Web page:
As Congress looks at tightening restrictions on fees merchants pay when customers use debit cards, it could create what one analyst calls “head winds” for Columbus-based electronic payment processor TSYS.
“Broadly speaking, any kind of regulation creates a disincentive,” said JMP Securities Managing Director of Equity Research David Scharf.
The amendment that cleared the Senate last week is a loss for card payment networks like Visa and MasterCard as well as major banks that issue cards.
But even if the amendment becomes law, it’s unclear whether savings from reductions in debit card swipe fees would trickle down to consumers in the form of lower prices, or would largely be kept by merchants.
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Swipe fees, formally called interchange fees, are charges that a merchant’s bank pays the issuer of a customer’s card for each electronic transaction.
TSYS issued a statement in response to the legislation.
“No one questions the benefits to banks, consumers and merchants, of the broad availability of payment cards and their universal acceptance — cards make money for banks, who use those profits to make loans; cards also provide convenience and utility to consumers; and the universal acceptance of payment cards enables merchants to efficiently sell their goods and services,” the statement read. “While the consequences of evolving Congressional actions on card business are hard to handicap, any measures taken by the government need to be carefully considered, as the consequences are likely to impact banks, consumers, merchants and processors like TSYS.”
But the company admits there are unknowns.
“The ultimate impact is not known but we believe excessive government enforced change to this many parts of the payment system does not bode well for all parties,” the statement concluded.
TSYS has built a successful business model on account growth. The legislation could threaten that growth “to the extent account growth becomes less profitable,” Scharf said. “TSYS’ fortunes are tied at the hip with card growth.”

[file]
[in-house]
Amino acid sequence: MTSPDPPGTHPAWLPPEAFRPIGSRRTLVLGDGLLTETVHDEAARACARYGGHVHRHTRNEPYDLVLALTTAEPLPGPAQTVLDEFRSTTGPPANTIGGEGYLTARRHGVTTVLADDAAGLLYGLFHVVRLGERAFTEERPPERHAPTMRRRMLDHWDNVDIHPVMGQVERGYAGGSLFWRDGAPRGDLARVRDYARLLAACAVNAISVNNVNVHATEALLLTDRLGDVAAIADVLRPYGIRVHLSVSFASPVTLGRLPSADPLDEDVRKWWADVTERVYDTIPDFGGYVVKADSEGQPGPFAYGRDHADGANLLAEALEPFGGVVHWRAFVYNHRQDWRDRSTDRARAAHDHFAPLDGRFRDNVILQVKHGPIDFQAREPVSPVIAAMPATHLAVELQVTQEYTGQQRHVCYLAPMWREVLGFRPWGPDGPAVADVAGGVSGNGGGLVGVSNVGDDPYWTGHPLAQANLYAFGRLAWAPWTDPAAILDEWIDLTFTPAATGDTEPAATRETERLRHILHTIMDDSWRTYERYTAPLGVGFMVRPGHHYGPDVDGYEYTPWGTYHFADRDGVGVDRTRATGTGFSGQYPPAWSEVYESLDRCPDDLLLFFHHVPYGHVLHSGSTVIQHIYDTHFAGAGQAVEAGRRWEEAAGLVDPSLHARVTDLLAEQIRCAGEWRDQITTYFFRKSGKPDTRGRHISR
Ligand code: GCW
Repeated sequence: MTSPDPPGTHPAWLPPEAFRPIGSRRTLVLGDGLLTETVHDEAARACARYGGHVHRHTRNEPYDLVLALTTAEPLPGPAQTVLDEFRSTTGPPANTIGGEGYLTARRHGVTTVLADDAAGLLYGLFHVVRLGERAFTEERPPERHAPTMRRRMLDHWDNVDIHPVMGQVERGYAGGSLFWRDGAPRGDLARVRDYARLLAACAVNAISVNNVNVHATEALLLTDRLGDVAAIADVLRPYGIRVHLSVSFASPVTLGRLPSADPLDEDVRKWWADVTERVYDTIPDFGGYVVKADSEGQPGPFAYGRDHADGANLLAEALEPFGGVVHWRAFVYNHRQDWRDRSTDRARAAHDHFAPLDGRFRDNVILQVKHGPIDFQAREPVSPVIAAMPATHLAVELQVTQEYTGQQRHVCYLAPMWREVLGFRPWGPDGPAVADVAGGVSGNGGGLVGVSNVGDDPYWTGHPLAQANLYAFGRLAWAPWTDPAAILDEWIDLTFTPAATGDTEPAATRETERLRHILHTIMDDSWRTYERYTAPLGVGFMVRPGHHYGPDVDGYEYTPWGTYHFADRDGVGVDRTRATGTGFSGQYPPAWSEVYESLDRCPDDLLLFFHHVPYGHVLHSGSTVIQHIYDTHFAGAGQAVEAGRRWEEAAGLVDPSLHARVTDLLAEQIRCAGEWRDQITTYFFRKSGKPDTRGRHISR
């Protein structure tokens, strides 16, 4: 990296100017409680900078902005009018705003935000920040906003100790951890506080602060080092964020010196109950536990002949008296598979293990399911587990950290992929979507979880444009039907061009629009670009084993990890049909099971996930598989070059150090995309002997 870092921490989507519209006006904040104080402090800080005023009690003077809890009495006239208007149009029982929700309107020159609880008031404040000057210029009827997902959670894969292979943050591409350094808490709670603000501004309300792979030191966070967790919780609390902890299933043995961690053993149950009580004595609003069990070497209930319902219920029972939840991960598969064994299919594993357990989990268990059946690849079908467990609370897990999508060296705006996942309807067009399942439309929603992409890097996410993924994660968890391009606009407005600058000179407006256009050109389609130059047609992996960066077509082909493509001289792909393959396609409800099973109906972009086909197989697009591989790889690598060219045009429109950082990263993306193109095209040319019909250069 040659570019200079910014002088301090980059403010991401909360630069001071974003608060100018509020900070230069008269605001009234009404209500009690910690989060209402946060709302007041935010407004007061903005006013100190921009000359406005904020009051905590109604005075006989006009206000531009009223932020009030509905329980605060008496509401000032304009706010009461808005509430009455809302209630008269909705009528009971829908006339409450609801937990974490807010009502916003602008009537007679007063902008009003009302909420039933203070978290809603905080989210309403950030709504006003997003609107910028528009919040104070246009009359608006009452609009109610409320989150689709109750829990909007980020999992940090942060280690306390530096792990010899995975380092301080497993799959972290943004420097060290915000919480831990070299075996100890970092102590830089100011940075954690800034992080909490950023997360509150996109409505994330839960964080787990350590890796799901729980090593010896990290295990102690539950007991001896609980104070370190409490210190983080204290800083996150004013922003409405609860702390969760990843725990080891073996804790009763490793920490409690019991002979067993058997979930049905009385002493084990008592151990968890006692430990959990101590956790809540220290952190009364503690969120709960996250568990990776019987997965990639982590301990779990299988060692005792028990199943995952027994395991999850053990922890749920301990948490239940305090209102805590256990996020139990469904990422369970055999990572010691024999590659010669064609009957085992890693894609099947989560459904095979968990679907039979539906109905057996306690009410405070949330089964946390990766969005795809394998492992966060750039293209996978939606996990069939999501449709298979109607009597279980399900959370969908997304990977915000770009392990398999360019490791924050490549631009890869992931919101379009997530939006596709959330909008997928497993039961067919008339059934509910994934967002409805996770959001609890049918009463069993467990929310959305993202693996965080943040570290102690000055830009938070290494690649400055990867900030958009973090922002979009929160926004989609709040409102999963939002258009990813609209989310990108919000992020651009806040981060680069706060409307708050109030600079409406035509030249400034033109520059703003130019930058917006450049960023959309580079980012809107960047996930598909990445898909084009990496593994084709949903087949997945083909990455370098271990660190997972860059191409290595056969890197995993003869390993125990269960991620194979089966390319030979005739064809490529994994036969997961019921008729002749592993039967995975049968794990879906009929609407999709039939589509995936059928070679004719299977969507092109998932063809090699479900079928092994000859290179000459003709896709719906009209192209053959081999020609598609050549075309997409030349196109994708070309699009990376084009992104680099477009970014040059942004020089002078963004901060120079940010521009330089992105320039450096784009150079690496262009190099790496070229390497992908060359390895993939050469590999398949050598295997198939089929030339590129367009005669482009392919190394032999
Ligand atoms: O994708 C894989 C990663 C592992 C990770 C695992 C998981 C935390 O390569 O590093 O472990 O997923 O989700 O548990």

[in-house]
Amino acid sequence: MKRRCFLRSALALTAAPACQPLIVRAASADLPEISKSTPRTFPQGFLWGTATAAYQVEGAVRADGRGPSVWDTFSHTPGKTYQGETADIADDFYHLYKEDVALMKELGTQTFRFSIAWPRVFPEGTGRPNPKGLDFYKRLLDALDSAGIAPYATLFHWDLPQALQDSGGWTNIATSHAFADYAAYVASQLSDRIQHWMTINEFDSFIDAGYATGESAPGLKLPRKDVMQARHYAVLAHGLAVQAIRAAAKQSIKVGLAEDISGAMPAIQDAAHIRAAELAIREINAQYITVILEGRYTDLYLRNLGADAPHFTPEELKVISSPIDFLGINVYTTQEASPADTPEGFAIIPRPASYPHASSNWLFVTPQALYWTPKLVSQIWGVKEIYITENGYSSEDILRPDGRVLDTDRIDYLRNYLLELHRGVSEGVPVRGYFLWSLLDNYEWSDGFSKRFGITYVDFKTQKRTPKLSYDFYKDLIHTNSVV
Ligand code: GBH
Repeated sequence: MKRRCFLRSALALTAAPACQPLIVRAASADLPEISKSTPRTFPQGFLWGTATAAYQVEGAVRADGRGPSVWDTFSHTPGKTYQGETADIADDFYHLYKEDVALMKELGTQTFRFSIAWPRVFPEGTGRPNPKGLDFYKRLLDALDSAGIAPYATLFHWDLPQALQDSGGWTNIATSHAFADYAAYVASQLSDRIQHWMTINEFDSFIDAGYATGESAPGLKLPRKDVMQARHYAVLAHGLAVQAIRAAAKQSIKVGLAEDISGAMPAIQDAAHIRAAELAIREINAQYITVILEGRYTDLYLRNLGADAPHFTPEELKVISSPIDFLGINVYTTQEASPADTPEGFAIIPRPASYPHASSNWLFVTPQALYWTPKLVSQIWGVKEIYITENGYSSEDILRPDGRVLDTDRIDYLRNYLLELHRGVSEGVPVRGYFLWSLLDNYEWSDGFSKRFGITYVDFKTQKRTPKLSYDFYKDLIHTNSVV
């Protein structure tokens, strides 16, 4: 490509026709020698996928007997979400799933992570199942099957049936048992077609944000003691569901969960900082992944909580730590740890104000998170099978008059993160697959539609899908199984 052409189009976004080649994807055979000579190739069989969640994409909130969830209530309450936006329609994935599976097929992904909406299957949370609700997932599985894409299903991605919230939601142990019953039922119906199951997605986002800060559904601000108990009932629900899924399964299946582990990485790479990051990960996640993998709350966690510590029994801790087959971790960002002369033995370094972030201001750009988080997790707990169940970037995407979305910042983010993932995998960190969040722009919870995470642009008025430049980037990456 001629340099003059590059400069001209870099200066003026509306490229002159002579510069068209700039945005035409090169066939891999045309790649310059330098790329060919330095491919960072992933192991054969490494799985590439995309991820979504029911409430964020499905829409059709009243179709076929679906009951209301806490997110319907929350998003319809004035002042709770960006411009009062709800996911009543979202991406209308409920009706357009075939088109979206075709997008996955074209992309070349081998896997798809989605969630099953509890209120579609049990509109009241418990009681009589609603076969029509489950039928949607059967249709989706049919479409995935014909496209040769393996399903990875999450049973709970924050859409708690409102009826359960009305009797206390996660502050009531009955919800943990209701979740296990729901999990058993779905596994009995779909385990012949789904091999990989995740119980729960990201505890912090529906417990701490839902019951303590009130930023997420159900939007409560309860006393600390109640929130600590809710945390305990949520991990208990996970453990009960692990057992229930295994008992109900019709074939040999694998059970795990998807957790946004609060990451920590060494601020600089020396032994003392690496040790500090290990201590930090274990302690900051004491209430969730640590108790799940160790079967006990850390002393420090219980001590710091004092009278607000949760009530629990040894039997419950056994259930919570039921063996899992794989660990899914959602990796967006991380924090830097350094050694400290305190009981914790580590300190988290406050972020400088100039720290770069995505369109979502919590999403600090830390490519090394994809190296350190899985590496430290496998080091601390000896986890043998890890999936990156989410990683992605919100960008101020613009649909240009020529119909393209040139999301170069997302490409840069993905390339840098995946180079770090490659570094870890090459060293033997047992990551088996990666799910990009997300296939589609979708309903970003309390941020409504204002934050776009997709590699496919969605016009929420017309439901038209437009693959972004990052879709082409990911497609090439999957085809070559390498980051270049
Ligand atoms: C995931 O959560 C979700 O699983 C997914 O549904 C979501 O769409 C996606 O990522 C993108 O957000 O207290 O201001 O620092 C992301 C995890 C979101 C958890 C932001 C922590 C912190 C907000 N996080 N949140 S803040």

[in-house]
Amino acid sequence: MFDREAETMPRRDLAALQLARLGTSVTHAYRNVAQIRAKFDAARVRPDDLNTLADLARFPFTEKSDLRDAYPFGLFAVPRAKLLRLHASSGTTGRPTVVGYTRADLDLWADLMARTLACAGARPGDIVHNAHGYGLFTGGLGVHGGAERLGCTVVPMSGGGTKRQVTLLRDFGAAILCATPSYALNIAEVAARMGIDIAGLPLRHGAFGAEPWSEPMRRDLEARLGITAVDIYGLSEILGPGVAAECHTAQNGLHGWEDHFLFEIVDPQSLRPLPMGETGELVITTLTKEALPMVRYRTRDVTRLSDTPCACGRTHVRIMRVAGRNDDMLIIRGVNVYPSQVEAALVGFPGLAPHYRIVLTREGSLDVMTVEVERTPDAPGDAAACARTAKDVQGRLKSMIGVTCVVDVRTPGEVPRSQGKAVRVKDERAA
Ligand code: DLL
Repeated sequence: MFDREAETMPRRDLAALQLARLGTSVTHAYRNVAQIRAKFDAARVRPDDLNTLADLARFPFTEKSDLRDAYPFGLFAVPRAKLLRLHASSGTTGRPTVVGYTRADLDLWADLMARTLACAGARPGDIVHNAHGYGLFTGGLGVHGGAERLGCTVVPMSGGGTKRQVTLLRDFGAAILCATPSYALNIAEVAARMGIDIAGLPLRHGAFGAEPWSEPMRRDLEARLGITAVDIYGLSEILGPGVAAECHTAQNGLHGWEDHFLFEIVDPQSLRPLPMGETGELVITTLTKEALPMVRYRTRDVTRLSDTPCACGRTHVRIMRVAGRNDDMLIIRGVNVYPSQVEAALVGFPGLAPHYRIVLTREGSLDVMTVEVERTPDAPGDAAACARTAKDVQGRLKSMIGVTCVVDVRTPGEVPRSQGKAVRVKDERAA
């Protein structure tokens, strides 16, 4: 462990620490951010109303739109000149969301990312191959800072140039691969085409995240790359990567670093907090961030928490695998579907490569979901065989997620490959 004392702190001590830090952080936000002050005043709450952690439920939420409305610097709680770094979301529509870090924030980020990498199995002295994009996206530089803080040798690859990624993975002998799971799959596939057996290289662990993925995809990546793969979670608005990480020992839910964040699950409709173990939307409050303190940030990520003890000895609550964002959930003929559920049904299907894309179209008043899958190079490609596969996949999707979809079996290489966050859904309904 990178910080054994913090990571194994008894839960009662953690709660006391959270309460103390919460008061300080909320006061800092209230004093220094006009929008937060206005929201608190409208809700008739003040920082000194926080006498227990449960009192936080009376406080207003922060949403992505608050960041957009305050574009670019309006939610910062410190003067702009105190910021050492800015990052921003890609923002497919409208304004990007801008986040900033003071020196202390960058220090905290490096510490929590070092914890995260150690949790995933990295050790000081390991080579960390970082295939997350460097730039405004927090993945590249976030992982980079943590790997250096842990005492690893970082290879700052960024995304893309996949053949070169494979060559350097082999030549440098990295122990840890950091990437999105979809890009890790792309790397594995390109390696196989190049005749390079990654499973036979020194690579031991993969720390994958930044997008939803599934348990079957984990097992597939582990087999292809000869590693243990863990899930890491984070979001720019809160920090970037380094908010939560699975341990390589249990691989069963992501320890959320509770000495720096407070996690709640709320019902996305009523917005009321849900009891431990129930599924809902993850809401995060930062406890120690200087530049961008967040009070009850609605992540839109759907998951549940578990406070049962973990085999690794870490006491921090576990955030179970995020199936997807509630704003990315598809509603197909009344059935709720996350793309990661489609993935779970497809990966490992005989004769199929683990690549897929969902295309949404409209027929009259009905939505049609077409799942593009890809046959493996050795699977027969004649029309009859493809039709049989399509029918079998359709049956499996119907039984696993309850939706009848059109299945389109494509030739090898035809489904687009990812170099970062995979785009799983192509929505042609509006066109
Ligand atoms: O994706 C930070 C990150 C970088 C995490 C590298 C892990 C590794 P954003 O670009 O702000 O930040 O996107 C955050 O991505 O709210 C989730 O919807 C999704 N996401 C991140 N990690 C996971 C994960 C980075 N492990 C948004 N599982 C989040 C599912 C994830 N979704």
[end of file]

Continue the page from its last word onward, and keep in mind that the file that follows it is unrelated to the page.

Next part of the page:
When businesses accept major credit cards they sign agreements with the card companies to pay a percentage of each transaction, usually about 2 to 3 percent. Fees are set in negotiations among the various parties, although merchants say terms are largely dictated by card companies and banks.
The amendment that cleared the Senate involves interchange fees on debit cards, but not credit cards. Debit cards are being used more as customers have become less willing to borrow during the recession. Still, swipe fees from credit card transactions make up a bigger portion of bank profits than fees from debit transactions.
A version of the legislation that cleared the House in December didn’t include restrictions on interchange fees.It is good for customers, some argue.
“It will transfer billions of dollars from banks to American families and small businesses,” said Mitch Goldstone, CEO of Scanmyphotos.com, an Irvine, Calif. e-commerce and retail photo business.
If merchants pay lower fees on customers’ debit payments, those that don’t respond with price cuts will lose cost-conscious customers, said Goldstone.
But it could be for business.
Included in the TSYS statement was a comment from Scott Talbot, senior vice president of Government Affairs for the Financial Services Roundtable, a forum for financial service industry leaders.
“The amendment results in government price fixing and will undermine the availability and pricing of debit and credit cards,” Talbot said.
The Associated Press contributed to this report.